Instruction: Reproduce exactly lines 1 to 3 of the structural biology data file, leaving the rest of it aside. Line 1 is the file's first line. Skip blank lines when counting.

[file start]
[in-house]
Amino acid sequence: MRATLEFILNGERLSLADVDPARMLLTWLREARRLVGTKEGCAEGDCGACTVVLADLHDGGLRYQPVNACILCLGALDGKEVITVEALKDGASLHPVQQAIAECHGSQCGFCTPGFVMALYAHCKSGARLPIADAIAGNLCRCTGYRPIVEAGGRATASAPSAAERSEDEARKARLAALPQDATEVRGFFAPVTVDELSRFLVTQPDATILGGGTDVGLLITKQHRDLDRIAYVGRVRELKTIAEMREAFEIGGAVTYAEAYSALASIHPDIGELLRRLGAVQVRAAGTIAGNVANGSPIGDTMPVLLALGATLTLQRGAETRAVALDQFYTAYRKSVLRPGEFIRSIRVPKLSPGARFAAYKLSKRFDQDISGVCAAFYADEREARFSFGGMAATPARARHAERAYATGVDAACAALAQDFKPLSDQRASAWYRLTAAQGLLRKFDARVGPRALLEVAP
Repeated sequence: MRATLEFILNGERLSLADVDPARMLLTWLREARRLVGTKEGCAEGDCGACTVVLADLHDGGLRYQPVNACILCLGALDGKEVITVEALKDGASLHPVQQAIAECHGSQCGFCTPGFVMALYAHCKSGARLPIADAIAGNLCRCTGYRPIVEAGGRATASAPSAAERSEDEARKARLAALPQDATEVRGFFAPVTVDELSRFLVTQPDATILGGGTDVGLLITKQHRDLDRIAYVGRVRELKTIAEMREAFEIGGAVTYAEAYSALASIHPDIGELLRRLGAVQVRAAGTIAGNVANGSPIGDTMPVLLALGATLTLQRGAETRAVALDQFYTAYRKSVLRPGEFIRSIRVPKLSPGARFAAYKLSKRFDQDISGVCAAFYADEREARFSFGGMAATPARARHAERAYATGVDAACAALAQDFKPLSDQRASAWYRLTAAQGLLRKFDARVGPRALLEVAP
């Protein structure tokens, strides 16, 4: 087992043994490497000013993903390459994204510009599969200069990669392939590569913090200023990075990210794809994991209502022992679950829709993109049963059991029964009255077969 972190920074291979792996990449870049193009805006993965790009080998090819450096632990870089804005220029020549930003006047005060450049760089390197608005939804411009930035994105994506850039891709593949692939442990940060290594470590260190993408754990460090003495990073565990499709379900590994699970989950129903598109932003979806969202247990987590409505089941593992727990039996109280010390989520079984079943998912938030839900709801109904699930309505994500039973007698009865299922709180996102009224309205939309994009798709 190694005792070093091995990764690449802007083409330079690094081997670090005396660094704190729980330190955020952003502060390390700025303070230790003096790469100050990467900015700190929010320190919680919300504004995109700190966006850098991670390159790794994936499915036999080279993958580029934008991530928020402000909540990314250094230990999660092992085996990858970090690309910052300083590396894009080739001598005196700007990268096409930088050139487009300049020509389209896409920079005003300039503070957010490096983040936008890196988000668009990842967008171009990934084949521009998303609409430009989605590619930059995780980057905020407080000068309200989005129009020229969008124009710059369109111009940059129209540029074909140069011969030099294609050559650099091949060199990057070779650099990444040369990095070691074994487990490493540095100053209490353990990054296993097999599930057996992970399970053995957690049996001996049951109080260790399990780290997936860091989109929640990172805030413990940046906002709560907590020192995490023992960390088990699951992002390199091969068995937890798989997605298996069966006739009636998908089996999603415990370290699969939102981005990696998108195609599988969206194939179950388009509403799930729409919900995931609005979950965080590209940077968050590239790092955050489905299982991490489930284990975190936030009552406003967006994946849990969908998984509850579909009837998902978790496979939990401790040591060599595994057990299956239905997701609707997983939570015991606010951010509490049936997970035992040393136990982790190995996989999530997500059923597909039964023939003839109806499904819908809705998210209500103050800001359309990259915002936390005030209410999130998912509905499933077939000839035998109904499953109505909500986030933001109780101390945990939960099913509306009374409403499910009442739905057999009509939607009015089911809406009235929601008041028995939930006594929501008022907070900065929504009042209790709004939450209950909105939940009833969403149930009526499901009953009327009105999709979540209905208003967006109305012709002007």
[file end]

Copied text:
[in-house]
Amino acid sequence: MRATLEFILNGERLSLADVDPARMLLTWLREARRLVGTKEGCAEGDCGACTVVLADLHDGGLRYQPVNACILCLGALDGKEVITVEALKDGASLHPVQQAIAECHGSQCGFCTPGFVMALYAHCKSGARLPIADAIAGNLCRCTGYRPIVEAGGRATASAPSAAERSEDEARKARLAALPQDATEVRGFFAPVTVDELSRFLVTQPDATILGGGTDVGLLITKQHRDLDRIAYVGRVRELKTIAEMREAFEIGGAVTYAEAYSALASIHPDIGELLRRLGAVQVRAAGTIAGNVANGSPIGDTMPVLLALGATLTLQRGAETRAVALDQFYTAYRKSVLRPGEFIRSIRVPKLSPGARFAAYKLSKRFDQDISGVCAAFYADEREARFSFGGMAATPARARHAERAYATGVDAACAALAQDFKPLSDQRASAWYRLTAAQGLLRKFDARVGPRALLEVAP
Repeated sequence: MRATLEFILNGERLSLADVDPARMLLTWLREARRLVGTKEGCAEGDCGACTVVLADLHDGGLRYQPVNACILCLGALDGKEVITVEALKDGASLHPVQQAIAECHGSQCGFCTPGFVMALYAHCKSGARLPIADAIAGNLCRCTGYRPIVEAGGRATASAPSAAERSEDEARKARLAALPQDATEVRGFFAPVTVDELSRFLVTQPDATILGGGTDVGLLITKQHRDLDRIAYVGRVRELKTIAEMREAFEIGGAVTYAEAYSALASIHPDIGELLRRLGAVQVRAAGTIAGNVANGSPIGDTMPVLLALGATLTLQRGAETRAVALDQFYTAYRKSVLRPGEFIRSIRVPKLSPGARFAAYKLSKRFDQDISGVCAAFYADEREARFSFGGMAATPARARHAERAYATGVDAACAALAQDFKPLSDQRASAWYRLTAAQGLLRKFDARVGPRALLEVAP